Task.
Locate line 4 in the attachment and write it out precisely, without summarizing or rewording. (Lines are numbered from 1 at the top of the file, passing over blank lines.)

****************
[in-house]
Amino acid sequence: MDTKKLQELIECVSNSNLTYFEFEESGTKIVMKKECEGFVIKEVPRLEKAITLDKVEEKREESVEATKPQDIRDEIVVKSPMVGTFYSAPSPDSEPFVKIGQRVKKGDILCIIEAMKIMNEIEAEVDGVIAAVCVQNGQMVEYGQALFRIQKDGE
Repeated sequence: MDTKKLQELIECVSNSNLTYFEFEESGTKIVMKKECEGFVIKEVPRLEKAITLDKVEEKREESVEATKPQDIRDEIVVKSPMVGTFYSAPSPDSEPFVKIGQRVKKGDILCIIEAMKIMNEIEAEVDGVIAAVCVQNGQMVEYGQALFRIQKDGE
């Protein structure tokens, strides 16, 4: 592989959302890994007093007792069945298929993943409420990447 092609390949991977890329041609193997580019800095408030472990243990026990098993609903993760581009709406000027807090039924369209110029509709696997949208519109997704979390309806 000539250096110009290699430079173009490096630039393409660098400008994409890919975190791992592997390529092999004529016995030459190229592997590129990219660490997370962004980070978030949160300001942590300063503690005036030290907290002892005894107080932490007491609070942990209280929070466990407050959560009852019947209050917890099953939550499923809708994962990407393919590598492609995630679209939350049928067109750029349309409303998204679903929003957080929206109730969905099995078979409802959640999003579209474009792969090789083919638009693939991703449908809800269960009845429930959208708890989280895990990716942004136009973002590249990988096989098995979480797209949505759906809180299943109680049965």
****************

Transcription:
């Protein structure tokens, strides 16, 4: 592989959302890994007093007792069945298929993943409420990447 092609390949991977890329041609193997580019800095408030472990243990026990098993609903993760581009709406000027807090039924369209110029509709696997949208519109997704979390309806 000539250096110009290699430079173009490096630039393409660098400008994409890919975190791992592997390529092999004529016995030459190229592997590129990219660490997370962004980070978030949160300001942590300063503690005036030290907290002892005894107080932490007491609070942990209280929070466990407050959560009852019947209050917890099953939550499923809708994962990407393919590598492609995630679209939350049928067109750029349309409303998204679903929003957080929206109730969905099995078979409802959640999003579209474009792969090789083919638009693939991703449908809800269960009845429930959208708890989280895990990716942004136009973002590249990988096989098995979480797209949505759906809180299943109680049965």